Do you think there's a ghost of chance that the Supreme Court will even hear this case, much less issue an opinion counter to the FDA's drug approval policy?

SD: It would be very encouraging if the Court ruled in favor of the patients. But even if it doesn't, I still think there's plenty of room for us to proceed with my Doctornauts initiative in the courts, if Congress won't pass a law authorizing the proposal.

At 71 years of age, and not being a lawyer, I will need the help of more vigorous, legal groups. My plan is to find the appropriate group or groups and raise money to support the effort. Make no mistake, however; I will be the captain of the ship. I just have too much know-how to walk away.

In the final analysis, who truly represents the patients? We have forgotten to ask them. If asked, they would say, "If I have a disease or disability, get rid of it: If I don't, prevent it."

The Media
MC: You set off on a media tour in 1972 to promote Drug Discovery: The Pending Crisis. You expected the media to comprehend that medical discoveries depend on clinical research. Their reception of the book's message didn't match expectations. What is most memorable about that tour?

SD: I studied very hard in preparation, and at the end, the media hadn't grasped the message at all. They narrowed in on the risks involved in clinical research. I don't recollect anybody in the media who supported clinical research or pursued its benefits.

They received me with suspicion, almost hostility. Sometimes subtly, sometimes not, the media treated me as a throwback to the doctors who tortured people in experiments during the Nazi and Stalinist eras.

MC: Disappointed yet not daunted, in 1976, you established the Foundation for Innovation in Medicine (FIM), a non-profit organization, and you sought exposure in the media again. How did they respond on your second go-around?

SD: FIM seemed to me a brilliant idea. Its primary mission was to educate the mass media about the importance of clinical research. I assumed the mass media had an extremely high level of interest in health matters, so I figured they would see the light, so to speak, and create a mighty wave of public opinion that would move Congress to enact laws effectively diminishing barriers to clinical research, thus spurring the discovery of new medical therapies.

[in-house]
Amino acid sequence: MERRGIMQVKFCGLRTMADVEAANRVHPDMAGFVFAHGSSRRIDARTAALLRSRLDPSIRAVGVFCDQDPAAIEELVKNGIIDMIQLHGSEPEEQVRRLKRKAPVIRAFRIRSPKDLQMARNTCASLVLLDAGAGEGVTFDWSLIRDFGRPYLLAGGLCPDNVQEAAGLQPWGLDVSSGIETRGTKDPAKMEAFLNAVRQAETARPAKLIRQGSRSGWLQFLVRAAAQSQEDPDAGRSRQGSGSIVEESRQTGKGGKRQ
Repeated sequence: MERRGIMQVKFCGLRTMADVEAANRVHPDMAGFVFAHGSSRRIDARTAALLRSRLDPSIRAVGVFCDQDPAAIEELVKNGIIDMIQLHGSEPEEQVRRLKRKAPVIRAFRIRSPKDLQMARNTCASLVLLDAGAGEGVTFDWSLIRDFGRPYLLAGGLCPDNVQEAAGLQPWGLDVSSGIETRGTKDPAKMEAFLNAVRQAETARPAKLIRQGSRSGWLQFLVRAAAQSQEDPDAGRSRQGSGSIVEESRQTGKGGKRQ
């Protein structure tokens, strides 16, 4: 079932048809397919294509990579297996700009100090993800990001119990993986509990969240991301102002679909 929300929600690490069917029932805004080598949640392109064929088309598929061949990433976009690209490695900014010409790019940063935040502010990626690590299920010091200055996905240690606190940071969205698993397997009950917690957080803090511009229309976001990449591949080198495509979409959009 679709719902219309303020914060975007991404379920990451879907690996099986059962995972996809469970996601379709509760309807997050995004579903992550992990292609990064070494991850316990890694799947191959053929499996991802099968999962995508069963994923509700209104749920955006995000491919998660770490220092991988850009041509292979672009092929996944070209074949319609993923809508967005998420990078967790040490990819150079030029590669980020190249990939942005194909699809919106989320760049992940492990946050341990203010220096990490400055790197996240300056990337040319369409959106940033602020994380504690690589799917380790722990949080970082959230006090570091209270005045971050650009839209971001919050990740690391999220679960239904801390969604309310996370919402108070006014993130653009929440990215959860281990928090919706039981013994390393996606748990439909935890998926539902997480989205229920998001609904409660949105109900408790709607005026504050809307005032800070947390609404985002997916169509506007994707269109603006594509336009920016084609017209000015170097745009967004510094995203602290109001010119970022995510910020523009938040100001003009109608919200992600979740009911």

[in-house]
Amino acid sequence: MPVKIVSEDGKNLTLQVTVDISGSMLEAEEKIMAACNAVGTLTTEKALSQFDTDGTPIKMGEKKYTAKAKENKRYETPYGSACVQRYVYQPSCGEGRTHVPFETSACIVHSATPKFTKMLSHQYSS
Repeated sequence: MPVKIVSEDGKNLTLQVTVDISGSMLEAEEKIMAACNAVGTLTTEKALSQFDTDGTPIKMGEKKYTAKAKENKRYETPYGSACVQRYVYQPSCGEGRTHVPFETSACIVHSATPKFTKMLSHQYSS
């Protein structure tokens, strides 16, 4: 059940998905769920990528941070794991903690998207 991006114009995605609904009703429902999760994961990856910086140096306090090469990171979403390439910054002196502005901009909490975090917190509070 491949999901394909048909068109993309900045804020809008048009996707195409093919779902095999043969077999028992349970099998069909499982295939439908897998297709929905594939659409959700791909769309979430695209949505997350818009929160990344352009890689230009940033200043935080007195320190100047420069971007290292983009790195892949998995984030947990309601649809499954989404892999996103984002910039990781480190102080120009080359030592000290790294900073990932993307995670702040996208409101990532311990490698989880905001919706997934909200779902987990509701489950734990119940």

I ran into the same stone wall I ran into on my media tour four years earlier, affirming my initial impression. Our nation and the media have no conception of the centrality of clinical research in the discovery process; it's not on either one's radar screen.

My attempts to obtain contributions for FIM's mission reflect that clinical research is nowhere near appearing on the national radar screen, much less the media's – then and now. I estimate that a grand total of roughly $25,000 in contributions have been donated to FIM since it was formed to the present (2006) – 30 years, less than $1,000 annually.

Aware early on that this would be the case, I decided I had no choice but to fund FIM's efforts personally until Congress stepped in with supportive legislation. I paid for the services of a number of public relations firms, for holding conferences, and for putting out books, position papers, and other media vehicles. The mass media remained stubbornly and inexcusably resistant.

MC: Despite two encounters with the media that would have soured most people, you tried them again in the 1990s. Any difference this time?